, 1994
"... In this paper socalled discrete loops are introduced which narrow the gap between general loops (e.g. while or repeatloops) and forloops. Alt hough discrete loops can be used for applications that would otherwise require general loops, discrete loops are known to complete in any case. Furthe ..."
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Cited by 18 (7 self)
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In this paper socalled discrete loops are introduced which narrow the gap between general loops (e.g. while or repeatloops) and forloops. Alt hough discrete loops can be used for applications that would otherwise require general loops, discrete loops are known to complete in any case. Furthermore it is possible to determine the number of iterations of a discrete loop, while this is trivial to do for forloops and extremely difficult for general loops. Thus discrete loops form an ideal framework for determining the worst case timing behavior of a program and they are especially useful in implementing realtime systems and proving such systems correct.
Improving Network System Security with Function Extraction Technology for Automated Calculation of Program Behavior
 In Proceedings of the 37th Annual Hawaii International Conference on System Sciences. IEEE
, 2004
"... Malicious attacks on systems are a threat to business, government, and defense. Many attacks exploit system behavior unknown to the developers who created it. In today’s state of art, software engineers have no practical means to determine how a sizable program will behave in all circumstances of us ..."
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Cited by 18 (10 self)
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Malicious attacks on systems are a threat to business, government, and defense. Many attacks exploit system behavior unknown to the developers who created it. In today’s state of art, software engineers have no practical means to determine how a sizable program will behave in all circumstances of use. This sobering reality lies at the heart of many problems in security and survivability. If full behavior is unknown, so too are embedded errors, vulnerabilities, and malicious code. This paper describes functiontheoretic foundations for automated calculation of full program behavior. These foundations treat program control structures as mathematical functions or relations. The function, or behavior, of control structures can be abstracted in a stepwise process into procedurefree expressions that specify their net functional effects. Problems of computability and complexities of language semantics appear to have engineering solutions. Automated behavior calculation will add rigor to security and survivability engineering. 1. Understanding Program Behavior Traditional engineering disciplines depend on rigorous methods to evaluate the expressions (equations, for example) that represent and manipulate their subject matter. Yet the discipline of software engineering has no practical means to fully evaluate the expressions it produces. In this case, the expressions are computer programs, and evaluation means understanding their full behavior, right or wrong, intended or malicious. Short of substantial time and effort, no software engineer can say for sure what a sizable program does in all circumstances of use. Yet modern society is dependent on the correct functioning of countless largescale systems composed of programs whose full behavior and security properties are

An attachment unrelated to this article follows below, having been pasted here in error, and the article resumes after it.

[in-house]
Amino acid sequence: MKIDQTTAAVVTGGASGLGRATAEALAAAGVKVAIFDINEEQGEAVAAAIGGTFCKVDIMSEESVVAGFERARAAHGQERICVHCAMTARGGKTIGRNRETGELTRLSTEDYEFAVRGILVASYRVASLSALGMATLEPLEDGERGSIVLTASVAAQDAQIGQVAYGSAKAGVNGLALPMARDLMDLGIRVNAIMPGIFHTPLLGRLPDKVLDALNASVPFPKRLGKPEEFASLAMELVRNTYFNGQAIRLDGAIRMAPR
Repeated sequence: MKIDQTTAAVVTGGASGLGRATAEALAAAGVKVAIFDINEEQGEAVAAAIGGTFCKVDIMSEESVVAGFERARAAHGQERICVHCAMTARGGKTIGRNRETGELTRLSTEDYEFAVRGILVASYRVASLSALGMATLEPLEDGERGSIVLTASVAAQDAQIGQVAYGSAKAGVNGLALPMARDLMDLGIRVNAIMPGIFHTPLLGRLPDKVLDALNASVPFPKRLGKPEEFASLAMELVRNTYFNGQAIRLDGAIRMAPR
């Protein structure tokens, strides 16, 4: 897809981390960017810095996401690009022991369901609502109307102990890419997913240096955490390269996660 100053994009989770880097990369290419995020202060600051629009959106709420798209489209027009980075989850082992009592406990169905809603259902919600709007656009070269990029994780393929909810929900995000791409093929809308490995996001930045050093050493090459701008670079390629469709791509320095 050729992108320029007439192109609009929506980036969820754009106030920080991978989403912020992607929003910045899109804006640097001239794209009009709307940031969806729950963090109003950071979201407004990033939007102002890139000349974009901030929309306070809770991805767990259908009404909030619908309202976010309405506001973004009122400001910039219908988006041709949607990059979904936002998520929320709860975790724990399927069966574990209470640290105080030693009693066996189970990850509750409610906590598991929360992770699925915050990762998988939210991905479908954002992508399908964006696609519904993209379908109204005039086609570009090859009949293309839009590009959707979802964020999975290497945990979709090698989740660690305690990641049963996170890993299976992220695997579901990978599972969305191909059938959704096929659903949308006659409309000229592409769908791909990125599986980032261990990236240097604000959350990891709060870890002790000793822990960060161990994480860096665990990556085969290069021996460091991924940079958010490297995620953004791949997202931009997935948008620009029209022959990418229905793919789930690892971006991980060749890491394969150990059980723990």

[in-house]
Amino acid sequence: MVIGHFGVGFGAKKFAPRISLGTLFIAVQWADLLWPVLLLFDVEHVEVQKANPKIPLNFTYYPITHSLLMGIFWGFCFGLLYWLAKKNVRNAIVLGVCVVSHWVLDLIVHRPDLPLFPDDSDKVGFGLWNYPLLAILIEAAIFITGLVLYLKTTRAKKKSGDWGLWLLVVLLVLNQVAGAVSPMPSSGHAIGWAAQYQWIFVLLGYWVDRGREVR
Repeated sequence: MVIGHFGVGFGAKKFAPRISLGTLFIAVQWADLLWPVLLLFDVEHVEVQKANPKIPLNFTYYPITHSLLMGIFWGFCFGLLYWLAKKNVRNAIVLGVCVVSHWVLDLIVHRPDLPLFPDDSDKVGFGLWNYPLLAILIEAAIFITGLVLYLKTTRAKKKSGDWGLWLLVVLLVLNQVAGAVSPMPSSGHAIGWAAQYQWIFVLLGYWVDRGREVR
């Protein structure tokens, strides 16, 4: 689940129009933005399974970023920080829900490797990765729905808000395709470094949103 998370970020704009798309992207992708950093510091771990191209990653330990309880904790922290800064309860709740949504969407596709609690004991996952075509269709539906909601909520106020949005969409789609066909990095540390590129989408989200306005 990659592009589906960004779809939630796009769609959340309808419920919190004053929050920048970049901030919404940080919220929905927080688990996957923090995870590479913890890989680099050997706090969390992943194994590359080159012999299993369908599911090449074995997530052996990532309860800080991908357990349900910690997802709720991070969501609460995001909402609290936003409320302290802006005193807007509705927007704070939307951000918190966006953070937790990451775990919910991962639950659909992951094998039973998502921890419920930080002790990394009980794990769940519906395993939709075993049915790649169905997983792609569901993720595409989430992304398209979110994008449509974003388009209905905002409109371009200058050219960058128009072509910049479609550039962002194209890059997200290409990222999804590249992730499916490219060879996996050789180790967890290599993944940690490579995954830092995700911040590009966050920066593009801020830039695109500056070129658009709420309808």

The ChurchTuring Thesis: Breaking the myth
 CiE 2005: New Computational Paradigms, volume 3526 of LNCS
, 2005
"... Abstract. According to the interactive view of computation, communication happens during the computation, not before or after it. This approach, distinct from concurrency theory and the theory of computation, represents a paradigm shift that changes our understanding of what is computation and how i ..."
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Abstract. According to the interactive view of computation, communication happens during the computation, not before or after it. This approach, distinct from concurrency theory and the theory of computation, represents a paradigm shift that changes our understanding of what is computation and how it is modeled. Interaction machines extend Turing machines with interaction to capture the behavior of concurrent systems, promising to bridge these two elds. This promise is hindered by the widespread belief, incorrectly known as the ChurchTuring thesis, that no model of computation more expressive than Turing machines can exist. Yet Turing's original thesis only refers to the computation of functions and explicitly excludes other computational paradigms such as interaction. In this paper, we identify and analyze the historical reasons for this widespread belief. Only by accepting that it is false can we begin to properly investigate formal models of interaction machines. We conclude the paper by presenting one such model, Persistent Turing Machines (PTMs). PTMs capture sequential interaction, which is a limited form of concurrency; they allow us to formulate the Sequential Interaction Thesis, going beyond the expressiveness of Turing machines and of the ChurchTuring thesis. 1
A reformulation of Hilbert’s tenth problem through Quantum Mechanics
, 2001
"... Inspired by Quantum Mechanics, we reformulate Hilbert’s tenth problem in the domain of integer arithmetics into either a problem involving a set of infinitely coupled differential equations or a problem involving a Shrödinger propagator with some appropriate kernel. Either way, Mathematics and Physi ..."
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Inspired by Quantum Mechanics, we reformulate Hilbert’s tenth problem in the domain of integer arithmetics into either a problem involving a set of infinitely coupled differential equations or a problem involving a Shrödinger propagator with some appropriate kernel. Either way, Mathematics and Physics could be combined for Hilbert’s tenth problem and for the notion of effective computability. 1